H. Upmann Vintage Cameroon Belicoso

Cnv0185.jpg

Wrapper: Cameroon

Binder: Nicaragua

Filler: Dominican Republic, Nicaragua, and Peru

Dimensions: 6 1/8 x 52

Like almost all of the Upmanns I've had, this cigar had really good construction. It burned evenly from the first touch of the match to the end, and the draw was just right. Not too loose, not too tight, like Goldilocks' third bed. (Maybe that's the Cuban version of the story.)

The Vintage Cameroon Beli starts up a bit sharp. The spice hit me in the back of the throat and stung my nostrils just a little, but after an inch or so it started to mellow out and I was able to enjoy that classic cameroon aroma.

The wrapper on this smoke is fairly toothy, not as much as a Fuente Hemingway, but it's still a very attractive cigar. There are a few prominent veins that do not obstruct the burn in any way. It arrives encased in a cedar sheath which is handy as a spill to light the cigar.

The predominate flavor, aside from the aroma, is earth. Similar to the Toraño 1916 cameroons, but a little heavier, a little darker. Not as sweet, I'd say, and much saltier. You'll definitely want a cool drink on hand.

The ash on this puppy is solid; no surprise considering the excellent construction. The aftertaste is tannic.

All told, this is clearly an above average cigar. Maybe not the absolute best cameroon out there, but for a medium bodied cigar with faultless construction it's certainly worth a test drive.

Advertisements

8 thoughts on “H. Upmann Vintage Cameroon Belicoso

  1. Great review! I have a dozen of these guys that were gifted to me and have been chill’n in my humidor that I will make it a point to smoke now. What better compliment can you give a cigar than saying its like a Torano?

  2. Toraño’s cameroon is one of my favorites, so it is a compliment indeed. The Upmann is similar, but not as smooth. With time the Upmann may improve, but when a cigar calls itself “Vintage” it should be time enough, IMO. Even so I wouldn’t balk at a gift of 12! Happy smokin!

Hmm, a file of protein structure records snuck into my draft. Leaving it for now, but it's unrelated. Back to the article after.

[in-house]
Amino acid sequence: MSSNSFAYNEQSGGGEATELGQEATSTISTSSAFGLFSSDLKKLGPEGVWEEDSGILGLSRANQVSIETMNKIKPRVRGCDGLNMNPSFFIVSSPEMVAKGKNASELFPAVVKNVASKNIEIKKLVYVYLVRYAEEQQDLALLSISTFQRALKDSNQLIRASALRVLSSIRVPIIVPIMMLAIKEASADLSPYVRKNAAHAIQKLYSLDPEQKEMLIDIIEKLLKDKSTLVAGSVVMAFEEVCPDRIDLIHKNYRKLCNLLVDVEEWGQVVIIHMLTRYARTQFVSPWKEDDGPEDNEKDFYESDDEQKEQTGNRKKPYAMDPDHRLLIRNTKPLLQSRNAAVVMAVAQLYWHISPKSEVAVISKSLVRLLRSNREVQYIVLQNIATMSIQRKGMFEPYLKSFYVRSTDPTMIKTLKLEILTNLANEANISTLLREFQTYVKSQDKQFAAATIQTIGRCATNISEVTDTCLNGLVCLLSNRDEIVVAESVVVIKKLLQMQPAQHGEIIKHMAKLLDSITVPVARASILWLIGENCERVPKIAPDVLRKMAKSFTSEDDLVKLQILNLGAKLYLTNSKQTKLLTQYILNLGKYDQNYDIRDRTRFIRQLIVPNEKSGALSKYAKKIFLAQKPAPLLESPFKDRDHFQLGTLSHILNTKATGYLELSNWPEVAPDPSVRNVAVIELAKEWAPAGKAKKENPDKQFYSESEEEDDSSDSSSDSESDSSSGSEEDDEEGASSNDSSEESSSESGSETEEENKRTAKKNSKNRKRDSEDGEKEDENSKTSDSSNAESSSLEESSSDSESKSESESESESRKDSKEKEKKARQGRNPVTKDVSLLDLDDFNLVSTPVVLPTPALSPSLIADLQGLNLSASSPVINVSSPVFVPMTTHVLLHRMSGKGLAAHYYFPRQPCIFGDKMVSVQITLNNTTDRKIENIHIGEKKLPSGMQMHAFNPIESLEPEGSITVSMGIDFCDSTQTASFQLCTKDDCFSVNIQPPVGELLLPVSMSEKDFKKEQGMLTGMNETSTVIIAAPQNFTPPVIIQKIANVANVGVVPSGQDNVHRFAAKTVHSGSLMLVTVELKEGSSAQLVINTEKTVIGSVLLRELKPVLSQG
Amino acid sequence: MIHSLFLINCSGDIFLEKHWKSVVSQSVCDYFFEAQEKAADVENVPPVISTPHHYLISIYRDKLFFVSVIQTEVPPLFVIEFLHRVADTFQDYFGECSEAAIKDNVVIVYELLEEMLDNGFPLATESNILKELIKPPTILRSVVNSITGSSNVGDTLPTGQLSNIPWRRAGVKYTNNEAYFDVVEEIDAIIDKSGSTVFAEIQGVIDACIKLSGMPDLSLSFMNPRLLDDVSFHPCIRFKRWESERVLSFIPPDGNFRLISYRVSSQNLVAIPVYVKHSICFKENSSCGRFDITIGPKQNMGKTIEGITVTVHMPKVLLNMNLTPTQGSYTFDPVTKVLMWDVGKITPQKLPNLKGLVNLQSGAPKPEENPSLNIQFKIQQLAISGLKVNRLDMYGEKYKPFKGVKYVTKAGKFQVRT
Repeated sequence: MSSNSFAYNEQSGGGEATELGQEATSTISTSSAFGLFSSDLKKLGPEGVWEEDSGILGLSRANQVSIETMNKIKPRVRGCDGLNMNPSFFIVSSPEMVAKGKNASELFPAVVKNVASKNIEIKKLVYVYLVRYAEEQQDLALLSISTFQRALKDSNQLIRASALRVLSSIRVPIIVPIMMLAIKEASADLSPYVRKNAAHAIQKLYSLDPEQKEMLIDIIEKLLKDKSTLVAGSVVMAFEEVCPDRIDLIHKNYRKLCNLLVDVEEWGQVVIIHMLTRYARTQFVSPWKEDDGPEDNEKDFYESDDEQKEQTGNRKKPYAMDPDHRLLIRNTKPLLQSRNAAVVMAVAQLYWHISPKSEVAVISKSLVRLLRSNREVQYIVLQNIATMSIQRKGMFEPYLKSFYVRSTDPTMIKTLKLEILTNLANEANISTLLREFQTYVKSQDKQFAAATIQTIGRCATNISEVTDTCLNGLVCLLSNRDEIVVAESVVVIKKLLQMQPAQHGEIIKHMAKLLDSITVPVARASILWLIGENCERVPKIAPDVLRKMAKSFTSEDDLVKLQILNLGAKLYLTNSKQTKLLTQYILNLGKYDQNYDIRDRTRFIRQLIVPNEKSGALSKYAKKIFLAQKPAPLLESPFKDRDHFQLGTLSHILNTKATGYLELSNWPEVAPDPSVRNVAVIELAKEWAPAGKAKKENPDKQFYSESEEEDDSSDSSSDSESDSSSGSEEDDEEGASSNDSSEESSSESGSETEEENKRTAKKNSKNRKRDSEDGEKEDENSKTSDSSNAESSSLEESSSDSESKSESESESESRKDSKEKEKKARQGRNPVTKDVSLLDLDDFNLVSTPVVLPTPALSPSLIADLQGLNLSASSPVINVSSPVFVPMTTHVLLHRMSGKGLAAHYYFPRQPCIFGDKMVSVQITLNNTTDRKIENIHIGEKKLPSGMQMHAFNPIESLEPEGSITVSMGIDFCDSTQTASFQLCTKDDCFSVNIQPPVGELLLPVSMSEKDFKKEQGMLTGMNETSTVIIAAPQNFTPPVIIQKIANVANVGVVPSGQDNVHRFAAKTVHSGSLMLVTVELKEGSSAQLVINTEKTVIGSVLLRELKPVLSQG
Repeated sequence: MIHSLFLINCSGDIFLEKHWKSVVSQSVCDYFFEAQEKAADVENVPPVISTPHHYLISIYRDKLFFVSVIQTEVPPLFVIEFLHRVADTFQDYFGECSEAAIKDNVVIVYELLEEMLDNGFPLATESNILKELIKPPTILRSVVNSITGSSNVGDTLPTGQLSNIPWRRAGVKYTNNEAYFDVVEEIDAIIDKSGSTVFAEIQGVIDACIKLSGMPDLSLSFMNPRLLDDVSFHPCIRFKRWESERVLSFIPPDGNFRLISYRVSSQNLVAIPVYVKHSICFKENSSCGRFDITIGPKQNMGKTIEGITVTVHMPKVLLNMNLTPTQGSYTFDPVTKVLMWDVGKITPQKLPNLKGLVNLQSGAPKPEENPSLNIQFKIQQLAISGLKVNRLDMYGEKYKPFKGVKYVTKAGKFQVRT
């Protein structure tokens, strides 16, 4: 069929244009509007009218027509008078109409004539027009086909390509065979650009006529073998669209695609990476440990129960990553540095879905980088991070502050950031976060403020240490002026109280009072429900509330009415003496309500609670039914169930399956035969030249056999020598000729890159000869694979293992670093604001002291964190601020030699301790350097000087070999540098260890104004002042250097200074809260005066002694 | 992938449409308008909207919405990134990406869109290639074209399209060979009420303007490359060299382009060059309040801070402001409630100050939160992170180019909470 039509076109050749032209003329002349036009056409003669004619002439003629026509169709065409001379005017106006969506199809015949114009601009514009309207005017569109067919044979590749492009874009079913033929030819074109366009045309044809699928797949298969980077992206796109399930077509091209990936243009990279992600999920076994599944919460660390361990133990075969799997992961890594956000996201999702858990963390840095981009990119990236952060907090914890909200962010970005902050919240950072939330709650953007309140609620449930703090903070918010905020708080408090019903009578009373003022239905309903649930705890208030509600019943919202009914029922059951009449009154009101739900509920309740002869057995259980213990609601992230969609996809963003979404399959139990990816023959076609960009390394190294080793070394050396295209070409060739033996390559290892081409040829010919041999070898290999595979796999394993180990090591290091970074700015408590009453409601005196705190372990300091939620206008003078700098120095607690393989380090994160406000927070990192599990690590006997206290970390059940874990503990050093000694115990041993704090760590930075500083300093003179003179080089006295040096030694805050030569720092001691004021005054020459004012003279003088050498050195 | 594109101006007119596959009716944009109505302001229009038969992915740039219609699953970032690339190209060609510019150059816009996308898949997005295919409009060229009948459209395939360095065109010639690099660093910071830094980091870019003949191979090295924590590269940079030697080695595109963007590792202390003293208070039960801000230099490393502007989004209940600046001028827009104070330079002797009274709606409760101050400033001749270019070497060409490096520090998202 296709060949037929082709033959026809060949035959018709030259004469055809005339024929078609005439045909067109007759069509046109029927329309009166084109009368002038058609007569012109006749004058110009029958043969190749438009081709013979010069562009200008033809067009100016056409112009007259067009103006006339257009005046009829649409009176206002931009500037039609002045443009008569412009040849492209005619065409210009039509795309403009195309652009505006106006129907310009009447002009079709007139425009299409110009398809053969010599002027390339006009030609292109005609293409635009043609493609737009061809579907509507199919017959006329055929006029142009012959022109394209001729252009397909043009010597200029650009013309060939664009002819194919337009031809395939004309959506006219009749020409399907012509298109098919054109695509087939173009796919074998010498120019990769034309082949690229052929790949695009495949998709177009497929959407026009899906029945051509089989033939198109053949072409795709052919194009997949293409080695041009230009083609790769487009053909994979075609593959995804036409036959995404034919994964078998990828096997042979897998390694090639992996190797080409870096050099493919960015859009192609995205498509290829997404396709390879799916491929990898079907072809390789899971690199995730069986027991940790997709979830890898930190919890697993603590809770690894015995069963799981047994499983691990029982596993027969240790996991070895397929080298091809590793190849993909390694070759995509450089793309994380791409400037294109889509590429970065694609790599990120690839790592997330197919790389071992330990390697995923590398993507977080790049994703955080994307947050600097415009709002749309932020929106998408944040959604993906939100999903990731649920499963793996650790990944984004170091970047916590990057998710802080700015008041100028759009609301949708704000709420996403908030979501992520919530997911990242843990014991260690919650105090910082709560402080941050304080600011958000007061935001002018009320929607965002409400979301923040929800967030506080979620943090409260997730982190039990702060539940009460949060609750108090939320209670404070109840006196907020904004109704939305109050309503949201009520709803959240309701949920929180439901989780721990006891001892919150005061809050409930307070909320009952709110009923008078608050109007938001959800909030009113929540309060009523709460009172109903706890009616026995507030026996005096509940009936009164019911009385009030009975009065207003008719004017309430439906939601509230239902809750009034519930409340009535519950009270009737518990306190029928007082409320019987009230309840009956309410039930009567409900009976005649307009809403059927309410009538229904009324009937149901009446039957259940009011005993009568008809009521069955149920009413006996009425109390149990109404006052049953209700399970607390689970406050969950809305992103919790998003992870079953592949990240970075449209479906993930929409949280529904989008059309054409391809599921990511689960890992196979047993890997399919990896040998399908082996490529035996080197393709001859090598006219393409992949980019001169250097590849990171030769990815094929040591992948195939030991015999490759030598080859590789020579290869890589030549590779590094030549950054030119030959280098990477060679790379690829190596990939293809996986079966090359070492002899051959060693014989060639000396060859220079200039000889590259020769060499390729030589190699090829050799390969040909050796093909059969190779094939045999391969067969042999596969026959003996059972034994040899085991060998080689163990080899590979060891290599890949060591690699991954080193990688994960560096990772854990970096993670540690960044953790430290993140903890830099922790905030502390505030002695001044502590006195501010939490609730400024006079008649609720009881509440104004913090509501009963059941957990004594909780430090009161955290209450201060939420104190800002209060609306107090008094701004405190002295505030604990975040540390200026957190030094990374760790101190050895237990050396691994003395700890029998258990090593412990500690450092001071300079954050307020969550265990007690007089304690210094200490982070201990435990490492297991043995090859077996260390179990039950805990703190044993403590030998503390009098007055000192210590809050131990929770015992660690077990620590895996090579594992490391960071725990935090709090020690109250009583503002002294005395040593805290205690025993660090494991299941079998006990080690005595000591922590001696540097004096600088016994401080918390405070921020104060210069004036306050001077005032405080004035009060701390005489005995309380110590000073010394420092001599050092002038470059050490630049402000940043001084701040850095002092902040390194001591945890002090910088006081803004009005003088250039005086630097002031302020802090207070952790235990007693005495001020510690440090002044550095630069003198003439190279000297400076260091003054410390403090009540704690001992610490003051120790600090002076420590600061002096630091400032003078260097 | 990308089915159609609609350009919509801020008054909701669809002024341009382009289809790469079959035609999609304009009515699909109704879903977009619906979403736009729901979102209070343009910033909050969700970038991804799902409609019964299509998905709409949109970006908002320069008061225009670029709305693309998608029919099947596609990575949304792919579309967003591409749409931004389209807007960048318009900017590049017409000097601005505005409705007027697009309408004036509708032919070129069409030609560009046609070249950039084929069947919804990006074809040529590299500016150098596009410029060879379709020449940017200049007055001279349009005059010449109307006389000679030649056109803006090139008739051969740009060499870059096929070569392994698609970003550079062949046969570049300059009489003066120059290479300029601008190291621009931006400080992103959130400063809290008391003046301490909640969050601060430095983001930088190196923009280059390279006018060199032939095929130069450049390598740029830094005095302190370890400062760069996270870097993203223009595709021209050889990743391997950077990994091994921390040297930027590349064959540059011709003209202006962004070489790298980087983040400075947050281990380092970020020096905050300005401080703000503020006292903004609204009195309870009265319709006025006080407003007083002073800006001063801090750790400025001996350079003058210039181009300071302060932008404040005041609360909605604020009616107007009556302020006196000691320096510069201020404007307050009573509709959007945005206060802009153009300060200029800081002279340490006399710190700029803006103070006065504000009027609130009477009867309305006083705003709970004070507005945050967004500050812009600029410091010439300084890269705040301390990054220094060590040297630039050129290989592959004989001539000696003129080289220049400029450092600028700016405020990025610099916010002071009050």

3. I smoked a pair of these the past two nights and am working on a review of it myself. I like to give my readers access to other reviews so I hope it is okay with you that I link to your review.

    Almost every stick Torano produces I enjoy. The jury is still out on the Casa Torano (I know, its one of the more popular sticks).

  4. Link away! I’m looking forward to your review. I always find something in other reviews that I miss in my own and it enriches the whole experience. That’s why I write this stuff in the first place.

    As for the Casa Torano– I’m with you. I had one the other night and I thought it was good, but missing something. I’ll need to sample a couple more before I make up my mind.

  5. I will not even start to embarrass my self with descriptive comments like you experts can. I’m still a very jouiner novice. Still in the “I know what I like but don’t know why stage”.

    I smoke 3 cigars on a regular basis, the Torano – which I find leaves a heavier after taste in my mouth, the Vintage Cameroon in either the Churchill/Robusto styles, and finally the Punch Royal Coronations. All 3 are good smokes to me with the Vintage Cameroon and the Punch’s finishing a little “cleaner” to me.

  6. Michael — it takes a while to develop a palate for smoke. There are a lot of subtleties with cigar tobacco and defining one’s taste is highly subjective, so much so that the same cigar can taste different from day to day depending on what you ate, what you’re drinking, or even what kind of day you had.

    For example, I am not usually a heavy-bodied cigar smoker. But after a bad day, there’s nothing like a Rico Habano or a Joya de Nicaragua Antano to calm me down. What tastes to me like tarpaper and ashes on a calm day suddenly takes on a whole new dimension of rich dark flavors after fighting the world at work all day.

    But you know what you like. That’s a great start! Learning and observing and concentrating on the sensation is all part of the journey. Enjoy it brother!

Leave a Reply

Fill in your details below or click an icon to log in:

WordPress.com Logo

You are commenting using your WordPress.com account. Log Out / Change )

Twitter picture

You are commenting using your Twitter account. Log Out / Change )

Facebook photo

You are commenting using your Facebook account. Log Out / Change )

Google+ photo

You are commenting using your Google+ account. Log Out / Change )

Connecting to %s